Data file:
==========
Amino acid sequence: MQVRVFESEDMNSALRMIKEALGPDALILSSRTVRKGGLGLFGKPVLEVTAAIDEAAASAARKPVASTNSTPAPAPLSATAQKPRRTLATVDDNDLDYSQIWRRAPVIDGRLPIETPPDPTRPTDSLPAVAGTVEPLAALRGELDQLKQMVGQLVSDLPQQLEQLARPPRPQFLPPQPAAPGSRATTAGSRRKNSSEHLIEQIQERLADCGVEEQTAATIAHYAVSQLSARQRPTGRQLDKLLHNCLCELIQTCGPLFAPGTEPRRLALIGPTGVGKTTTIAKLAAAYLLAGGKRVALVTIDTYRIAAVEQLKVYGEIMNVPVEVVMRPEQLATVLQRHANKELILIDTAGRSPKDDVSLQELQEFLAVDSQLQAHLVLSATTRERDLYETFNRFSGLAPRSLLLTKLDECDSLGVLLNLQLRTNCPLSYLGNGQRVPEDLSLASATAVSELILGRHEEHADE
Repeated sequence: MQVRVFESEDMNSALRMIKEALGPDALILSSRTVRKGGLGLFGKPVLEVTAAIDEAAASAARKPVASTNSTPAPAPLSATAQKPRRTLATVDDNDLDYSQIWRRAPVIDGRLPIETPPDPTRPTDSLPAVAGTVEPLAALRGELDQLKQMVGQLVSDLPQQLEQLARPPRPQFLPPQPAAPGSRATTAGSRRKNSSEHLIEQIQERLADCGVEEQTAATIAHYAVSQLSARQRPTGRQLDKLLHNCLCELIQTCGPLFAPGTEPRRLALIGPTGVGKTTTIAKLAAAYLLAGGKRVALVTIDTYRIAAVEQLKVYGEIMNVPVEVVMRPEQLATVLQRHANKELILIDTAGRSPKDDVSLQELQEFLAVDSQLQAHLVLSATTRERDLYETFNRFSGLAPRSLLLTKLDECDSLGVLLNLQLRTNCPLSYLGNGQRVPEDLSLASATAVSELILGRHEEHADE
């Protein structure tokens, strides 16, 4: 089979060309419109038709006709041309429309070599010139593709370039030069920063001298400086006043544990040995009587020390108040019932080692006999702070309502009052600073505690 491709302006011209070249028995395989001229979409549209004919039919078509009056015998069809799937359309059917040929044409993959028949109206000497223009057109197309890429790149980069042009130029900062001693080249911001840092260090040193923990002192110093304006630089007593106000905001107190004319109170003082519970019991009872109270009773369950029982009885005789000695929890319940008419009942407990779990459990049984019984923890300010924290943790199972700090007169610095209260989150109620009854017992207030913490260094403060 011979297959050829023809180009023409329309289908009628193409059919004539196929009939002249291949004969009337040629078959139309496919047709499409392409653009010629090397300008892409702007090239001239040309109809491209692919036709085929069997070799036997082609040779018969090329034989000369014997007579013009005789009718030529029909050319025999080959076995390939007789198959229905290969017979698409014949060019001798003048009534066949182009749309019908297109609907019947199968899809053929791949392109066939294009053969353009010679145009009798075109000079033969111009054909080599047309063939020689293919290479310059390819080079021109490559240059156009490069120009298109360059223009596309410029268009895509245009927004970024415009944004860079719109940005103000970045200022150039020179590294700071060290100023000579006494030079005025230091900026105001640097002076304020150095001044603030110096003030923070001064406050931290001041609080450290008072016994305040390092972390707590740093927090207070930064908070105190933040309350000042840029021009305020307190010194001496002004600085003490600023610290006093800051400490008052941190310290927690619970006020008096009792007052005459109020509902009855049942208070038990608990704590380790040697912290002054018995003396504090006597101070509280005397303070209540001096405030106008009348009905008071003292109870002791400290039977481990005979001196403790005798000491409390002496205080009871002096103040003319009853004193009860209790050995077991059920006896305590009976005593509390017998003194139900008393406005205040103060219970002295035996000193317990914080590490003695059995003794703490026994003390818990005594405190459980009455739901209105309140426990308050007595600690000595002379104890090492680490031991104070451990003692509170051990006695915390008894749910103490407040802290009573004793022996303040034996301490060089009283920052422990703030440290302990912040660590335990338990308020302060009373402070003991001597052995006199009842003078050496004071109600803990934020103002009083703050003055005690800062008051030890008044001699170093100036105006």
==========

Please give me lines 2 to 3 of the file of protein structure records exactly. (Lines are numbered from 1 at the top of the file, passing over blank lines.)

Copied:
Repeated sequence: MQVRVFESEDMNSALRMIKEALGPDALILSSRTVRKGGLGLFGKPVLEVTAAIDEAAASAARKPVASTNSTPAPAPLSATAQKPRRTLATVDDNDLDYSQIWRRAPVIDGRLPIETPPDPTRPTDSLPAVAGTVEPLAALRGELDQLKQMVGQLVSDLPQQLEQLARPPRPQFLPPQPAAPGSRATTAGSRRKNSSEHLIEQIQERLADCGVEEQTAATIAHYAVSQLSARQRPTGRQLDKLLHNCLCELIQTCGPLFAPGTEPRRLALIGPTGVGKTTTIAKLAAAYLLAGGKRVALVTIDTYRIAAVEQLKVYGEIMNVPVEVVMRPEQLATVLQRHANKELILIDTAGRSPKDDVSLQELQEFLAVDSQLQAHLVLSATTRERDLYETFNRFSGLAPRSLLLTKLDECDSLGVLLNLQLRTNCPLSYLGNGQRVPEDLSLASATAVSELILGRHEEHADE
């Protein structure tokens, strides 16, 4: 089979060309419109038709006709041309429309070599010139593709370039030069920063001298400086006043544990040995009587020390108040019932080692006999702070309502009052600073505690 491709302006011209070249028995395989001229979409549209004919039919078509009056015998069809799937359309059917040929044409993959028949109206000497223009057109197309890429790149980069042009130029900062001693080249911001840092260090040193923990002192110093304006630089007593106000905001107190004319109170003082519970019991009872109270009773369950029982009885005789000695929890319940008419009942407990779990459990049984019984923890300010924290943790199972700090007169610095209260989150109620009854017992207030913490260094403060 011979297959050829023809180009023409329309289908009628193409059919004539196929009939002249291949004969009337040629078959139309496919047709499409392409653009010629090397300008892409702007090239001239040309109809491209692919036709085929069997070799036997082609040779018969090329034989000369014997007579013009005789009718030529029909050319025999080959076995390939007789198959229905290969017979698409014949060019001798003048009534066949182009749309019908297109609907019947199968899809053929791949392109066939294009053969353009010679145009009798075109000079033969111009054909080599047309063939020689293919290479310059390819080079021109490559240059156009490069120009298109360059223009596309410029268009895509245009927004970024415009944004860079719109940005103000970045200022150039020179590294700071060290100023000579006494030079005025230091900026105001640097002076304020150095001044603030110096003030923070001064406050931290001041609080450290008072016994305040390092972390707590740093927090207070930064908070105190933040309350000042840029021009305020307190010194001496002004600085003490600023610290006093800051400490008052941190310290927690619970006020008096009792007052005459109020509902009855049942208070038990608990704590380790040697912290002054018995003396504090006597101070509280005397303070209540001096405030106008009348009905008071003292109870002791400290039977481990005979001196403790005798000491409390002496205080009871002096103040003319009853004193009860209790050995077991059920006896305590009976005593509390017998003194139900008393406005205040103060219970002295035996000193317990914080590490003695059995003794703490026994003390818990005594405190459980009455739901209105309140426990308050007595600690000595002379104890090492680490031991104070451990003692509170051990006695915390008894749910103490407040802290009573004793022996303040034996301490060089009283920052422990703030440290302990912040660590335990338990308020302060009373402070003991001597052995006199009842003078050496004071109600803990934020103002009083703050003055005690800062008051030890008044001699170093100036105006």